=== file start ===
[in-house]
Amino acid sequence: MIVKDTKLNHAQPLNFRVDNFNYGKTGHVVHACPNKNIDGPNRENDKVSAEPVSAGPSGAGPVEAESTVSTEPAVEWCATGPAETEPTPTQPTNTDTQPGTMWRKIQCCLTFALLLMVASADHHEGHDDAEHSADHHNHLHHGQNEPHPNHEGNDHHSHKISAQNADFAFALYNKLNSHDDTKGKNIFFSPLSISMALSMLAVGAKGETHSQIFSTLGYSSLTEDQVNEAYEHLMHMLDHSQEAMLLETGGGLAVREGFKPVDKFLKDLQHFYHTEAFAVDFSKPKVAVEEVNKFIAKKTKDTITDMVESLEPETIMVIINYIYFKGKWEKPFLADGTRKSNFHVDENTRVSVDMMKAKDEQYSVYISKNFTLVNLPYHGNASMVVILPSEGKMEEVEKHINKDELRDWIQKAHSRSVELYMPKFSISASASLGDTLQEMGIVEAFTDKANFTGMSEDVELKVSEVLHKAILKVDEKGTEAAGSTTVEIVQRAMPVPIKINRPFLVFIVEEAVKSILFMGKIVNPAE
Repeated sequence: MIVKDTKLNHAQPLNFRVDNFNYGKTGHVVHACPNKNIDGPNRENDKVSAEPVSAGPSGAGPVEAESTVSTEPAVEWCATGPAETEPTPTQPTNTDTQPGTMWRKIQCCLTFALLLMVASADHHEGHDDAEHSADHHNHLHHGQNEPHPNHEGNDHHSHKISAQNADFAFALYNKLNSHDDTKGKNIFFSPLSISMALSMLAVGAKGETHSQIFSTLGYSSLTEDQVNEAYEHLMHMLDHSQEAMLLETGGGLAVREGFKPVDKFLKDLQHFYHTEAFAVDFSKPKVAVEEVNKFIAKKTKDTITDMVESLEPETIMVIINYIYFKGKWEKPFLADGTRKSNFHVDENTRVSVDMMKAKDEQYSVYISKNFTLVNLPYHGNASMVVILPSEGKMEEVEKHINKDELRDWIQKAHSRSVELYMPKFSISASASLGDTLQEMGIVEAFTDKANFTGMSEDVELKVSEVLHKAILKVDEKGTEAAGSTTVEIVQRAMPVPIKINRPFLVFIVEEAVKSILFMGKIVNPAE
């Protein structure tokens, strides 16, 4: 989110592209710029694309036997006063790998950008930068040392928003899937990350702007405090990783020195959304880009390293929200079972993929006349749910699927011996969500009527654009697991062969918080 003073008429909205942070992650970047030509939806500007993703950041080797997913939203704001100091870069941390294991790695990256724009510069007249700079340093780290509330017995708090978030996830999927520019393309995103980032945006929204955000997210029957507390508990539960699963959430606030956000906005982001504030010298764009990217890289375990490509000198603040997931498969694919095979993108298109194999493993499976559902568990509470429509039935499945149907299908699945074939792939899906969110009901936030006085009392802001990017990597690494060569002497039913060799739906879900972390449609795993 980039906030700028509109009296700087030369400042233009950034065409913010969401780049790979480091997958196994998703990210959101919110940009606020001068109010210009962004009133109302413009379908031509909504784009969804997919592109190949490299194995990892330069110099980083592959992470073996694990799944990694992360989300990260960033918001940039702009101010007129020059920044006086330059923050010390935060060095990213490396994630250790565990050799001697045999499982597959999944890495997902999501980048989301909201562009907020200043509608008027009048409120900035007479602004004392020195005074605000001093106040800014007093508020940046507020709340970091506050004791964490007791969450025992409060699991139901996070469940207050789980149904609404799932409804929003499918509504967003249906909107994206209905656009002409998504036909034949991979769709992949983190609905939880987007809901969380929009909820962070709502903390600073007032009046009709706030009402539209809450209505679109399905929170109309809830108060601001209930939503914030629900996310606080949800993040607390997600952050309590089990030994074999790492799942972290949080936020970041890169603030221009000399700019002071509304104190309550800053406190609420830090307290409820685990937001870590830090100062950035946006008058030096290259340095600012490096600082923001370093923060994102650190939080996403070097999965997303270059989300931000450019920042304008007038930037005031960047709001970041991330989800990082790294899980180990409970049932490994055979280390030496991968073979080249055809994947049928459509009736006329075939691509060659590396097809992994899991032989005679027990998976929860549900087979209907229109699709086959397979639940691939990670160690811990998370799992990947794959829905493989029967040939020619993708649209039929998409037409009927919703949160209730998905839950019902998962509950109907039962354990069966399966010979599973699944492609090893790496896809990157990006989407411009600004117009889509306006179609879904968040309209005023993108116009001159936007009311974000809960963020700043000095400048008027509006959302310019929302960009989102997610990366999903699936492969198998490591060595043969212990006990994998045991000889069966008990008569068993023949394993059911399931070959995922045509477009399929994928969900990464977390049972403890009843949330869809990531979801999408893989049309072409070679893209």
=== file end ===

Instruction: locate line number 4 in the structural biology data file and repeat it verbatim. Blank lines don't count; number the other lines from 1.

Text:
């Protein structure tokens, strides 16, 4: 989110592209710029694309036997006063790998950008930068040392928003899937990350702007405090990783020195959304880009390293929200079972993929006349749910699927011996969500009527654009697991062969918080 003073008429909205942070992650970047030509939806500007993703950041080797997913939203704001100091870069941390294991790695990256724009510069007249700079340093780290509330017995708090978030996830999927520019393309995103980032945006929204955000997210029957507390508990539960699963959430606030956000906005982001504030010298764009990217890289375990490509000198603040997931498969694919095979993108298109194999493993499976559902568990509470429509039935499945149907299908699945074939792939899906969110009901936030006085009392802001990017990597690494060569002497039913060799739906879900972390449609795993 980039906030700028509109009296700087030369400042233009950034065409913010969401780049790979480091997958196994998703990210959101919110940009606020001068109010210009962004009133109302413009379908031509909504784009969804997919592109190949490299194995990892330069110099980083592959992470073996694990799944990694992360989300990260960033918001940039702009101010007129020059920044006086330059923050010390935060060095990213490396994630250790565990050799001697045999499982597959999944890495997902999501980048989301909201562009907020200043509608008027009048409120900035007479602004004392020195005074605000001093106040800014007093508020940046507020709340970091506050004791964490007791969450025992409060699991139901996070469940207050789980149904609404799932409804929003499918509504967003249906909107994206209905656009002409998504036909034949991979769709992949983190609905939880987007809901969380929009909820962070709502903390600073007032009046009709706030009402539209809450209505679109399905929170109309809830108060601001209930939503914030629900996310606080949800993040607390997600952050309590089990030994074999790492799942972290949080936020970041890169603030221009000399700019002071509304104190309550800053406190609420830090307290409820685990937001870590830090100062950035946006008058030096290259340095600012490096600082923001370093923060994102650190939080996403070097999965997303270059989300931000450019920042304008007038930037005031960047709001970041991330989800990082790294899980180990409970049932490994055979280390030496991968073979080249055809994947049928459509009736006329075939691509060659590396097809992994899991032989005679027990998976929860549900087979209907229109699709086959397979639940691939990670160690811990998370799992990947794959829905493989029967040939020619993708649209039929998409037409009927919703949160209730998905839950019902998962509950109907039962354990069966399966010979599973699944492609090893790496896809990157990006989407411009600004117009889509306006179609879904968040309209005023993108116009001159936007009311974000809960963020700043000095400048008027509006959302310019929302960009989102997610990366999903699936492969198998490591060595043969212990006990994998045991000889069966008990008569068993023949394993059911399931070959995922045509477009399929994928969900990464977390049972403890009843949330869809990531979801999408893989049309072409070679893209």